Labour's Maori MPs to run only in electoratesSave
By Isaac Davison
Labour MPs who hold Maori seats have made the surprise decision to stake their re-election solely on winning their electorates.
The six MPs have opted not to run on the Labour's party list, as part of a strategy to defeat the Maori Party and Mana at the general election.
Labour leader Andrew Little described it as a "statement of intent" and a "direct challenge" to the Maori Party.
Labour's Maori caucus said it would allow more Maori candidates to get into Parliament.
By removing themselves from the list, the Labour MPs who hold Maori seats could free up spaces for other Maori candidates outside Parliament, like Willie Jackson, Willow-Jean Prime, or Tamati Coffey.
However, there is no guarantee that Maori candidates will get high list placings. That decision lies with the party.
"I don't have the right to instruct the party to do anything," Little said. He has made it clear, however, that he wants Jackson to get a high list placing.
Hauraki-Waikato MP Nanaia Mahuta said the strategy was also designed to stop voters from casting "two-for-one" votes, in which they gave their party vote to Labour - knowing that the party's Maori MPs will get elected on the list - while voting for the Maori Party or Mana candidate.
"The message is very simple for Maori voters," Mahuta said.
"We are eliminating the two-for-one message because in order to get us into Government you need to be able to vote for our party as well.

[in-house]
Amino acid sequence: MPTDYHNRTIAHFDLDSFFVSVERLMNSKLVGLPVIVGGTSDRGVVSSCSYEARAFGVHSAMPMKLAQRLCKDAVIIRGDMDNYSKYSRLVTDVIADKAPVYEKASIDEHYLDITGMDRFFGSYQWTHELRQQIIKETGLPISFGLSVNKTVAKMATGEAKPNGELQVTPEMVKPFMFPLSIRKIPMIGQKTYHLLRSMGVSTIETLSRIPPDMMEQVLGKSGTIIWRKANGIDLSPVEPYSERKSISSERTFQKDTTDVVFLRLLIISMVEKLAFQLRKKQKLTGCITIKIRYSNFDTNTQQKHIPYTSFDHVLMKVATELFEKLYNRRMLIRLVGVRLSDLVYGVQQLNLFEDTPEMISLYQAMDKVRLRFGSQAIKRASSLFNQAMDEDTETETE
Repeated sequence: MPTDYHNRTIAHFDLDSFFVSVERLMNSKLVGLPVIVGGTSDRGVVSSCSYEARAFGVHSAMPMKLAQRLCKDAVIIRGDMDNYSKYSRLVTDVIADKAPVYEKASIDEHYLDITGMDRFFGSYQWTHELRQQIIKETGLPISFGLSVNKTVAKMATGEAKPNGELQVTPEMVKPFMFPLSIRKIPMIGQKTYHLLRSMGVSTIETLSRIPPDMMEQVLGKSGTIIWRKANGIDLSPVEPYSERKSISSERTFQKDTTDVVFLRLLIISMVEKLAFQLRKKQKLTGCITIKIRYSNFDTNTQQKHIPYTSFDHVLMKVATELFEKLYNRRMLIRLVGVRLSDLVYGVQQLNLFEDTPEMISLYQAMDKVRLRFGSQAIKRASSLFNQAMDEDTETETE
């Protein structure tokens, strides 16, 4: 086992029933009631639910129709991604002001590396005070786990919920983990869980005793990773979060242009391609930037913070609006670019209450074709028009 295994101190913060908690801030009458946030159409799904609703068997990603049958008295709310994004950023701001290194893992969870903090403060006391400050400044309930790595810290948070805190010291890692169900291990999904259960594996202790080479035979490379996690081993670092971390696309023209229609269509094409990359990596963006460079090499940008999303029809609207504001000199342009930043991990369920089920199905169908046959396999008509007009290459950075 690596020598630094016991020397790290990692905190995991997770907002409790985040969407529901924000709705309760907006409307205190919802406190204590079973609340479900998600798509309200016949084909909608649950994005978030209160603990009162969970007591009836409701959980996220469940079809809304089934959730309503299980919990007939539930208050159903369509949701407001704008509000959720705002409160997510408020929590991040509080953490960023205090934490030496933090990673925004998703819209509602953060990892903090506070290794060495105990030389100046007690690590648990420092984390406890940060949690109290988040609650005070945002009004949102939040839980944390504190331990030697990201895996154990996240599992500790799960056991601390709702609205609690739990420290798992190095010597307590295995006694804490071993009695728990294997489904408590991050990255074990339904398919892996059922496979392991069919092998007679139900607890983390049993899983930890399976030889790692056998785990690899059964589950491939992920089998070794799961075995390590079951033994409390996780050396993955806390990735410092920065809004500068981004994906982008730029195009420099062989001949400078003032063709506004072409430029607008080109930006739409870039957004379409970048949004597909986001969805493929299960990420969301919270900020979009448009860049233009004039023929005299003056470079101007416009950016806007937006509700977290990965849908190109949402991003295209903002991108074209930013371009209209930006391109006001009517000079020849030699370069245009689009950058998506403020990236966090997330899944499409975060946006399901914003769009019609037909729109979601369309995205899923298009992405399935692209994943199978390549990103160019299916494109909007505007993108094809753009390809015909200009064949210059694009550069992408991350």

"It's simply not true if those parties think that they're going to get a two-for-one exercise out in the Maori electorates. It's not true."
Maori Party and Mana MPs have previously promoted the two-for-one approach, saying voters will get two Maori MPs if they split their vote.
Maori Party co-leader Te Ururoa Flavell said they had been "whipped" by Little into going off the party list.
That was denied by Labour's Maori MPs, who said it was their decision to run in their electorates only.
Flavell also defended his party's record in Parliament, saying it had made significant gains in welfare, social services, and housing through its partnership with National.
"What has Labour done? Nothing. There's the difference - the ability to work with a Government, whoever that might be, to secure gains."
Maori Party co-leader Marama Fox said the Labour MPs' decision to go off the list was "astounding".
"If they don't want the party list, that's fine - we'll take it."
Prime Minister Bill English described it as "negative political move" because it was designed to eliminate the Maori Party from Parliament.
Labour holds six of the seven Maori seats, but it is facing a strong challenge this year by a reunited Maori Party and Mana Movement. The two parties are campaigning together, and have agreed to step aside in some seats to give the other party a clear run.
That includes allowing Mana leader Hone Harawira to run in Te Tai Tokerau without competition from a Maori Party candidate.
Davis remained confident of a victory, saying voters in the electorate had not forgotten Harawira's alliance with Internet Party founder Kim Dotcom.
"He's got a lot to make up," Davis said.